Hurricanes looking to ‘shock the college baseball world’ in J.D. Arteaga’s first season as coach

CORAL GABLES — This is not last year’s Miami Hurricanes team.

While every college baseball team has to deal with yearly turnover, this year’s Miami squad enters the season looking drastically different than the 2023 team. It starts with the man in the dugout: new coach J.D. Arteaga, who will make his head coaching debut against New Jersey Institute of Technology at Mark Light Field at 7 p.m. on Friday.

“I’m excited about this team,” Arteaga said.

“I’m excited about the options this roster gives us. A lot of guys, a lot of moving parts. A lot of guys that can play different positions. … I think you’re going to find this will be an exciting team to watch. A team that’s going to play hard. Don’t have too many big names right now. There’s a lot of new names. But I promise you before they’re done here, they’re going to leave their mark on this program.”

The first-year coach who spent two decades as an assistant gets the reins this year, taking over after Gino DiMare’s five-year tenure. Arteaga is only the third Miami head coach since 1994.

“It was never a plan of mine, right? It wasn’t my goal, to be the head coach here,” Arteaga said. “I just came in, showed up every day and did my job and tried to win for a program that I love. Whatever role I have, I wouldn’t do it any different. It’s just a blessing to be able to sit here in front of you guys and be the head coach.”

Arteaga’s team is missing several of the key contributors from the last few seasons. Prodigious slugger Yohandy Morales is in the pros, as are key pieces of the lineup like first baseman C.J. Kayfus, outfielder Zach Levenson and shortstop Dominic Pitelli. Those four hitters combined for 60 of UM’s 122 home runs last year and 173 of their 441 RBIs last season.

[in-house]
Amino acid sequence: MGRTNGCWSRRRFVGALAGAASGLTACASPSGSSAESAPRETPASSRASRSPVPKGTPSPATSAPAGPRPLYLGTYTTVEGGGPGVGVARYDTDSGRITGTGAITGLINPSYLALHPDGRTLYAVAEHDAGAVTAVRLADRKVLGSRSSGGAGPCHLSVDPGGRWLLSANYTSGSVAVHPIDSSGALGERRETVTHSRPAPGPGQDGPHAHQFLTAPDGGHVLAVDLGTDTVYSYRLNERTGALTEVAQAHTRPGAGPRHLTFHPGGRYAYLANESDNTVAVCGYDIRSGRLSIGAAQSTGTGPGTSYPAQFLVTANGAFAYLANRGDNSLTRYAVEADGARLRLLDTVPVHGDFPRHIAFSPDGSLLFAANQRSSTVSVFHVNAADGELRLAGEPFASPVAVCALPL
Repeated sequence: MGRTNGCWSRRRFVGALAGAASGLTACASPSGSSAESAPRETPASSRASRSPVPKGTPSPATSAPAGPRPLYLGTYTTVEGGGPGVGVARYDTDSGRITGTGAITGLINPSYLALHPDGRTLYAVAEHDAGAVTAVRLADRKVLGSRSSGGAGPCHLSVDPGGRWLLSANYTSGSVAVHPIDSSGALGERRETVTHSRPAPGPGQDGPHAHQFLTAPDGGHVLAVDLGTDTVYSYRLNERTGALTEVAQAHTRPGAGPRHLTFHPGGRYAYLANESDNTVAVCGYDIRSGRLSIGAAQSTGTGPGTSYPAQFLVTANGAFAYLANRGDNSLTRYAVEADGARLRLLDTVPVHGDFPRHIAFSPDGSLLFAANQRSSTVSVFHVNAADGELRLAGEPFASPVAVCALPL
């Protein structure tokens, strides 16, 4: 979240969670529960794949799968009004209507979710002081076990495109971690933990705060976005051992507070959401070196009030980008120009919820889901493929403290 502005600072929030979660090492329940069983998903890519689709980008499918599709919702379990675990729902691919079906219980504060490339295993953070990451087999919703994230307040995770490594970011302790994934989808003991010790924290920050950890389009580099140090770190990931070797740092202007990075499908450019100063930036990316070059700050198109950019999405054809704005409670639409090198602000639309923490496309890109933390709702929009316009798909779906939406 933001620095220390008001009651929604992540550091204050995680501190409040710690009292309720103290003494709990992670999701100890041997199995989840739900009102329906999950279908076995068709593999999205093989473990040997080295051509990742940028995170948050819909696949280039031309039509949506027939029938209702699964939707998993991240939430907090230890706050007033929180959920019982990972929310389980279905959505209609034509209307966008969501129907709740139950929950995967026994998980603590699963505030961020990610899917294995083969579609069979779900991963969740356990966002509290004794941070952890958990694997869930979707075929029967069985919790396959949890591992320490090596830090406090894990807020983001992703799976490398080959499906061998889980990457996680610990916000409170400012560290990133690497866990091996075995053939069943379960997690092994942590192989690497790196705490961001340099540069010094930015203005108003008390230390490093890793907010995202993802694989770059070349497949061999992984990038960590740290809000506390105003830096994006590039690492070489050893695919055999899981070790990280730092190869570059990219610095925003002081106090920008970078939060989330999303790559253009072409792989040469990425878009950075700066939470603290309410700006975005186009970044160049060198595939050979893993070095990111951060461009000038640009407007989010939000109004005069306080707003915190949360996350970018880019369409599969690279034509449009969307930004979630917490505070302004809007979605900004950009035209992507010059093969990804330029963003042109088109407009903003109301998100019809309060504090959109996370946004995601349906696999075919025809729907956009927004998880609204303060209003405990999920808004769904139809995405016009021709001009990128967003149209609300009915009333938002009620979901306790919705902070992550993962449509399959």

All-American closer Andrew Walters also got drafted, and key starter Karson Ligon transferred to Mississippi State, opening up a spot in the rotation and in the most important bullpen role.

Miami addressed those holes by bringing in 12 freshmen and six transfers for this season. Several of them are expected to play key roles this season.

Daniel Cuvet, a freshman infield prospect who chose Miami over going pro after the Pittsburgh Pirates picked him in the 2023 draft, has drawn rave reviews. UM pitcher Gage Ziehl said Cuvet has “some of the most pop I’ve ever seen in my life.”

“(Cuvet) has been very impressive and has kind of lived up to the hype of what he’s supposed to be,” Arteaga said. “He’s one of those names you’re going to be very, very familiar with in a very quick amount of time.”

The Hurricanes also expect big contributions from transfers J.D. Urso, an infielder who arrived from the University of Tampa after hitting .374 with a 1.036 OPS last season, and outfielder Lucas Costello, who transferred from Wake Forest after hitting .288 with an .862 OPS for the College World Series semifinalists.

On the mound, transfers Herick Hernandez, a Hialeah native who transferred from Miami-Dade College, and Drew Dwyer, a seventh-year pitcher playing for his fourth school, will be big contributors. Hernandez is slated to pitch Sunday against NJIT, and Dwyer is penciled in as the Hurricanes’ closer.

Miami also returns key contributors like second baseman Blake Cyr, who broke onto the scene last year and was named a consensus freshman All-American, and Ziehl, who begins his second season as Miami’s Friday night starter.

After a second consecutive exit in regionals and the massive offseason turnover, the Hurricanes are not expected to be among the nation’s top teams in Arteaga’s first year. They are unranked in major college baseball polls, and they were picked to finish fourth in the ACC Coastal division. But that doesn’t change Miami’s goals for this year.

“Just to win,” Cyr said when asked what he was looking forward to. “Just to play together as a team and really to show everyone how hard we’ve been working. Really kind of to shock the college baseball world is what I’m really looking forward to.”